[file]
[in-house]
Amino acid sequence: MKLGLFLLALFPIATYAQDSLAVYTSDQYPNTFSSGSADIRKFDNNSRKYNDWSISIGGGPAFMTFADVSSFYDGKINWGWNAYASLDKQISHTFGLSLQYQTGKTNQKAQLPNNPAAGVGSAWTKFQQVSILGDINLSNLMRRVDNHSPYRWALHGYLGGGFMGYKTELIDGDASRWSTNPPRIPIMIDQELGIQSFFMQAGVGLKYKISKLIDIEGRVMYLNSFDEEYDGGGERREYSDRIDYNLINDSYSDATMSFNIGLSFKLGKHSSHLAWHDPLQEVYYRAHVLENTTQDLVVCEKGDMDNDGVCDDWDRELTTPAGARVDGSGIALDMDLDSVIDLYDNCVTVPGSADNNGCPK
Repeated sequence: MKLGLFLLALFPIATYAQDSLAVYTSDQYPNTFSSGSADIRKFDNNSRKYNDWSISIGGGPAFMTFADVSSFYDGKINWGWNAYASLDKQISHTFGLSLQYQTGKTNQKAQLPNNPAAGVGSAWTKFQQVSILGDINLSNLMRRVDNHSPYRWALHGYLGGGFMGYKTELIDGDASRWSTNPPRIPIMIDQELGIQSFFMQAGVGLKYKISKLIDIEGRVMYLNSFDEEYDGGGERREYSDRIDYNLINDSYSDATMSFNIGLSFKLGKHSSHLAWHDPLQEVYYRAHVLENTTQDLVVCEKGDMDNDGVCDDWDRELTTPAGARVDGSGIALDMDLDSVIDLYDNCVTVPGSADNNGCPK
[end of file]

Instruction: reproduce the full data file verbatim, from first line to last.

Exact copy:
[in-house]
Amino acid sequence: MKLGLFLLALFPIATYAQDSLAVYTSDQYPNTFSSGSADIRKFDNNSRKYNDWSISIGGGPAFMTFADVSSFYDGKINWGWNAYASLDKQISHTFGLSLQYQTGKTNQKAQLPNNPAAGVGSAWTKFQQVSILGDINLSNLMRRVDNHSPYRWALHGYLGGGFMGYKTELIDGDASRWSTNPPRIPIMIDQELGIQSFFMQAGVGLKYKISKLIDIEGRVMYLNSFDEEYDGGGERREYSDRIDYNLINDSYSDATMSFNIGLSFKLGKHSSHLAWHDPLQEVYYRAHVLENTTQDLVVCEKGDMDNDGVCDDWDRELTTPAGARVDGSGIALDMDLDSVIDLYDNCVTVPGSADNNGCPK
Repeated sequence: MKLGLFLLALFPIATYAQDSLAVYTSDQYPNTFSSGSADIRKFDNNSRKYNDWSISIGGGPAFMTFADVSSFYDGKINWGWNAYASLDKQISHTFGLSLQYQTGKTNQKAQLPNNPAAGVGSAWTKFQQVSILGDINLSNLMRRVDNHSPYRWALHGYLGGGFMGYKTELIDGDASRWSTNPPRIPIMIDQELGIQSFFMQAGVGLKYKISKLIDIEGRVMYLNSFDEEYDGGGERREYSDRIDYNLINDSYSDATMSFNIGLSFKLGKHSSHLAWHDPLQEVYYRAHVLENTTQDLVVCEKGDMDNDGVCDDWDRELTTPAGARVDGSGIALDMDLDSVIDLYDNCVTVPGSADNNGCPK